This week, my bookish brain is fixated on Jane Eyre (pronounced AIR). You know I can never resist another Jane, let alone a good story about raising a Jane. Well, a new film version of the book was released a few months ago, and it sure does look intriguing. But Jane Eyre isn’t all romance and intrigue, though there’s plenty of that.
In the inimitable Charlotte Brontë novel, readers witness Jane going from poor and mistreated orphan to long-suffering student at a harsh boarding school. Neither trial diminishes her resolve. And she continues to be patient and honest throughout adulthood. She takes a post as governess for a good, but troubled, man, Edward Rochester, and finds herself torn between her desire for happiness and her high moral standards. Yet through everything, this girl who started out very much broken by life (a Cinderella of sorts) remains self-reliant and positive about the state of human nature, and here’s a twist. Jane isn’t the stunningly beautiful heroine to whom we’re all accustomed. In fact, she comes right out and says it: she’s plain. A plain Jane. But this doesn’t make her desperate or less inclined to value herself. Jane is proof that no matter how we’ve been hurt, we must remember our own worth and believe that we deserve to be happy. To me, that’s anything but plain. I can’t help but wonder how Brontë would feel if she knew that her book had inspired 60-plus motion pictures, countless musical productions, radio and television versions, and literary adaptations. She published Jane Eyre in 1847 under the gender-neutral pseudonym “Currer Bell,” and the book became an instant success. In a literary climate where writing was considered unladylike and female authors were deemed crude, Brontë had wanted neither undue criticism nor false flattery. She consented to come forward as Jane Eyre’s author in 1848, when false information about Bell began to circulate. If you haven’t already, you can read Jane Eyre online at Project Gutenberg. If you’ve already read it, have you watched the equally classic screen version produced in 1944? If you love older, period movies, it’s a classic not to be missed. If my count was correct, the adult Jane wore only two dresses the entire film. That would never do now. In the 1983 BBC version as well as the 1996 version, Jane, the governess, had added to her wardrobe. (I liked the BBC version because there’s a “kindly mum” who is good to the adolescent Jane.)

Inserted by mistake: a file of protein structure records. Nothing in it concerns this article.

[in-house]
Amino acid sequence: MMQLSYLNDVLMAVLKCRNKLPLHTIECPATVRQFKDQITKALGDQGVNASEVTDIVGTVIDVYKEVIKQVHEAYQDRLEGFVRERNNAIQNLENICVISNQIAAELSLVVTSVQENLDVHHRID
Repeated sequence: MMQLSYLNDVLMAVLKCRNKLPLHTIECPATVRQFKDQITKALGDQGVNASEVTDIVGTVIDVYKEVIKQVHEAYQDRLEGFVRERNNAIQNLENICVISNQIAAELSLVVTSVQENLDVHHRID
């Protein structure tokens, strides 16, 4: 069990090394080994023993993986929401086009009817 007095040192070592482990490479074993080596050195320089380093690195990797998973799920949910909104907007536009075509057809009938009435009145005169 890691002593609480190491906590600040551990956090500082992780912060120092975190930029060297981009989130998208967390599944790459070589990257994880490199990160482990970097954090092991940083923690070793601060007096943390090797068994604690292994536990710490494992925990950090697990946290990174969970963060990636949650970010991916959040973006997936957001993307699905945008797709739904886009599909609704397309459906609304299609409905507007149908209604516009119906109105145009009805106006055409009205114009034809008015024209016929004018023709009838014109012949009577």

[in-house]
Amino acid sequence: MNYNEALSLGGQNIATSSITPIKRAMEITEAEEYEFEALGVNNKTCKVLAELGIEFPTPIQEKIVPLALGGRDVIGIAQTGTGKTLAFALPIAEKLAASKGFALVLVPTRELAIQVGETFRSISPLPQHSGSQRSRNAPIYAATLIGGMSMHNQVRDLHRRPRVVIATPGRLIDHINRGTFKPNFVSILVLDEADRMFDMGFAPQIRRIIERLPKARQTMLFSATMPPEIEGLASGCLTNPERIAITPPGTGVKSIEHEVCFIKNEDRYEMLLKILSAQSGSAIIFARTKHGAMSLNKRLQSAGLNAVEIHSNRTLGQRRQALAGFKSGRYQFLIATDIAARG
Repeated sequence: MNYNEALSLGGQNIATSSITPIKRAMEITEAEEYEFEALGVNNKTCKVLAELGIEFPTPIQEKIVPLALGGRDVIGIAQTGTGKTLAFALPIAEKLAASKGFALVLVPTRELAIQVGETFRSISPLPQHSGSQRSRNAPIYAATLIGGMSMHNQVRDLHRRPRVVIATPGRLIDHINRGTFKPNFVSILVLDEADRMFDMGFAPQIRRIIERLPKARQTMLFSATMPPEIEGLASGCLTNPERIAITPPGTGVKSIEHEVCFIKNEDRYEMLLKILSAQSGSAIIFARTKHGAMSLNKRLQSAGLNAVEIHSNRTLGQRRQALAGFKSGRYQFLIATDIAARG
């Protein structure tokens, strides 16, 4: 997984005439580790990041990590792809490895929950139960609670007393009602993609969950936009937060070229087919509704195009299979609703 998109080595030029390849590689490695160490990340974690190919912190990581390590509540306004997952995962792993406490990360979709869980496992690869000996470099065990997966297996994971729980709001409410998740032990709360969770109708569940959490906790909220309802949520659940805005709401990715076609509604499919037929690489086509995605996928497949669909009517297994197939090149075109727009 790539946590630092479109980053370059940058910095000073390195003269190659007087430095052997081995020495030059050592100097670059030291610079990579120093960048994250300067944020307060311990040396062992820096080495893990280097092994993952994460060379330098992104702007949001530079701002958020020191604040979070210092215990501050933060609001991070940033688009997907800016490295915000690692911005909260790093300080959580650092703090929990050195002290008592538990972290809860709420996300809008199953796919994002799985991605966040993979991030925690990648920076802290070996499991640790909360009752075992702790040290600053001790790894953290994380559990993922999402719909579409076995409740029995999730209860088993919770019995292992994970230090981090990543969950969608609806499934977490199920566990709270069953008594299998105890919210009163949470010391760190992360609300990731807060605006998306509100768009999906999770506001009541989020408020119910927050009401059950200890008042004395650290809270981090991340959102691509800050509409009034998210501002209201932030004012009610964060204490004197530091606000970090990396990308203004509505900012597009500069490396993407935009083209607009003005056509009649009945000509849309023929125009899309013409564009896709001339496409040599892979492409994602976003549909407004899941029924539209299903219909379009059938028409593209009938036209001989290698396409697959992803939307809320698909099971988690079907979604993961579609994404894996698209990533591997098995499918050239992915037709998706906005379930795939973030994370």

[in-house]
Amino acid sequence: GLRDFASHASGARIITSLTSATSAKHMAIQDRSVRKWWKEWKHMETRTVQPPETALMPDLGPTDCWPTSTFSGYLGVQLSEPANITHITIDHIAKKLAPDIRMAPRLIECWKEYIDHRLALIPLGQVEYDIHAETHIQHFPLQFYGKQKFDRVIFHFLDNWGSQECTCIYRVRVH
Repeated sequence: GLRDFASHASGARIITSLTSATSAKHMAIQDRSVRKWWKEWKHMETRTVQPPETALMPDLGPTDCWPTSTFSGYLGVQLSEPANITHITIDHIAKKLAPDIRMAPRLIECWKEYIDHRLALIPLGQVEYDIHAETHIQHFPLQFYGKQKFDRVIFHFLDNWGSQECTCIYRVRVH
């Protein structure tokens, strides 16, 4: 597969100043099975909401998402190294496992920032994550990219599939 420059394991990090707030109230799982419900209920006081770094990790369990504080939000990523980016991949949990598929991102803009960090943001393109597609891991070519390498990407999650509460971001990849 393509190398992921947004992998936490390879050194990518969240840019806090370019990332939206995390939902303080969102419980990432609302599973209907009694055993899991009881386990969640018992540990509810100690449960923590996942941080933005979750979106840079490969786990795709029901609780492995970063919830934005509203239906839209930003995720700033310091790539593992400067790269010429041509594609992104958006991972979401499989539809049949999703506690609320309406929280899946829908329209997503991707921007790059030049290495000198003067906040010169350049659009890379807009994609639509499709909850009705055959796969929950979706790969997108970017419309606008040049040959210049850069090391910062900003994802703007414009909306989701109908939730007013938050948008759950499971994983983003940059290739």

An avowed fan of anything Jane Eyre, what else might I like? Forgive Me by Amanda Eyre Ward is next on my list—no relation to our Jane, but it looks like a good book. Stay tuned.
And the minute any of you watch the newest version of Jane Eyre, go ahead and spoil it for me. Is it as good as it looks in the trailer?